This Week in Washington: House Speaker and Senate Majority Leader reach topline appropriations deal; OCR releases final rule on conscience rights; Senate HELP Committee Democrats launch investigation into cost of asthma inhalers; State of the Union scheduled for March 7.
On Jan. 7, House of Representatives Speaker Mike Johnson (R-LA) and Senate Majority Leader Chuck Schumer (D-NY) reached an agreement on topline appropriations levels for fiscal year 2024. The Speaker and Senate Majority Leader agreed to a topline amount of $1.59 trillion, of which $886 billion would go to defense and $704 billion would go to non-defense discretionary spending.
Due to the tight turnaround before the approaching Jan. 19 funding deadline, the Senate Majority Leader has already taken the first procedural step on creating a short-term continuing resolution (CR) to allow for more time to work on the specifics of the agreement and avoid a partial government shutdown. However, it remains unclear whether the House would pass a CR.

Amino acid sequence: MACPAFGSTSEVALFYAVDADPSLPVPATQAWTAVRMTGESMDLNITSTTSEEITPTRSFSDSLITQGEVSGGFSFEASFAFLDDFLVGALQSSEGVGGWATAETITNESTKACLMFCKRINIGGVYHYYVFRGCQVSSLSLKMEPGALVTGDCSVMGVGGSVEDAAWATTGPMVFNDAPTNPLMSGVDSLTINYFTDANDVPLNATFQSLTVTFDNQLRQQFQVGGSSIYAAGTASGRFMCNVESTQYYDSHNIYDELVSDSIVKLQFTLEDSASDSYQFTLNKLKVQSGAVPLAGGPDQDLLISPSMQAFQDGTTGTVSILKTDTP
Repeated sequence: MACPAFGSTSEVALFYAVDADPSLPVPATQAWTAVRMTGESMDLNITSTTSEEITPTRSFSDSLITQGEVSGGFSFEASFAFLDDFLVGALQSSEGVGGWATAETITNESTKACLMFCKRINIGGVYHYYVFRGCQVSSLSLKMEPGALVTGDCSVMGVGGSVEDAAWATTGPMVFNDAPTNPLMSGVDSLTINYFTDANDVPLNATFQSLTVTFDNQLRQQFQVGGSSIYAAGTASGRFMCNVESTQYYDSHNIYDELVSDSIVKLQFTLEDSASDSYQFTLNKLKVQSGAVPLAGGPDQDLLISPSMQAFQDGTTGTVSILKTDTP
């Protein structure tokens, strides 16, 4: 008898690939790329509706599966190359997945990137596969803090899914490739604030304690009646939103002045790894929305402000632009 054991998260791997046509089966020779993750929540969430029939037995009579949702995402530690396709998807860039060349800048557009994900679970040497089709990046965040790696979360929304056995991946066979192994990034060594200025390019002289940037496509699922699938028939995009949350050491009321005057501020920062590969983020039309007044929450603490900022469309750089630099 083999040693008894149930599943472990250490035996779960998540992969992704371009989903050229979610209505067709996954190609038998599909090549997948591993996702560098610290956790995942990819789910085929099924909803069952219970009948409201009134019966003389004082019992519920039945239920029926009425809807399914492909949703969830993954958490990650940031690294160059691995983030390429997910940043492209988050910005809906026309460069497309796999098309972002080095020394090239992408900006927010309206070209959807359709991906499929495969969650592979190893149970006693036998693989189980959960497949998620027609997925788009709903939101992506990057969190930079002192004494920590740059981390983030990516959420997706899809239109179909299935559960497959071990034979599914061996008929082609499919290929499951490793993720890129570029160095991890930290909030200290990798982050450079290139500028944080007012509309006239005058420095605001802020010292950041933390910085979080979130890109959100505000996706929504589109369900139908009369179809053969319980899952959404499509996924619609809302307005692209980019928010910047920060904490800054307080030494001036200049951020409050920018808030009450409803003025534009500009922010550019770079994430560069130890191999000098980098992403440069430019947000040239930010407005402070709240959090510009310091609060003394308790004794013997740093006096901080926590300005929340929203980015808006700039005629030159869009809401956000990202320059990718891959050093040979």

On Jan. 8, Senate Health, Education, Labor and Pensions Committee Chairman Bernie Sanders (I-VT) and Sens. Baldwin (D-WI), Luján (D-NM) and Markey (D-MA) sent letters to the chief executive officers of AstraZeneca, Boehringer Ingelheim, GlaxoSmithKline and Teva, concerning the prices they charge for asthma inhalers.
The chairman and senators are concerned over the tactics used on inhaler product patents and are seeking information on the costs involved in inhaler manufacturing and asthma and chronic obstructive pulmonary disease research and development. This investigation piggybacks on the Federal Trade Commission’s work on improperly listed patents in the Food and Drug Administration’s Orange Book.
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Read more on healthcare policy in McGuireWoods Consulting’s Washington Healthcare Update.